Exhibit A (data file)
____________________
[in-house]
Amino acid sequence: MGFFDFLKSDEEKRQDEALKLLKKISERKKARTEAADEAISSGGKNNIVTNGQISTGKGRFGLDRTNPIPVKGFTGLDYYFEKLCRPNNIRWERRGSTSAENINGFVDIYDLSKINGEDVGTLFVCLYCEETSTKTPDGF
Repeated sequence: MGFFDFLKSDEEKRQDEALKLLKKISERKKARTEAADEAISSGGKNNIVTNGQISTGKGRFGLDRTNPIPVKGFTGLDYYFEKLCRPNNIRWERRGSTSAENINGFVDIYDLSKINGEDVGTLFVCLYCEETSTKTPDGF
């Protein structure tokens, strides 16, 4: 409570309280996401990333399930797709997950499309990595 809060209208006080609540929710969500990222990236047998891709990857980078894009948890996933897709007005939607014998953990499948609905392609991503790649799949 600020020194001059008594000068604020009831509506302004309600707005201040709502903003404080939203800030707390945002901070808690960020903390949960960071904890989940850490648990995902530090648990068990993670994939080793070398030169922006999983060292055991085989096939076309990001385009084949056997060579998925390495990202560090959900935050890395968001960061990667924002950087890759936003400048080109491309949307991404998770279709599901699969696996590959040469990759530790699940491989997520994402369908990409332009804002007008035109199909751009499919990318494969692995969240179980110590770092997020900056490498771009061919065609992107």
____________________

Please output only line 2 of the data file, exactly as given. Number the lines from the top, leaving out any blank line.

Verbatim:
Amino acid sequence: MGFFDFLKSDEEKRQDEALKLLKKISERKKARTEAADEAISSGGKNNIVTNGQISTGKGRFGLDRTNPIPVKGFTGLDYYFEKLCRPNNIRWERRGSTSAENINGFVDIYDLSKINGEDVGTLFVCLYCEETSTKTPDGF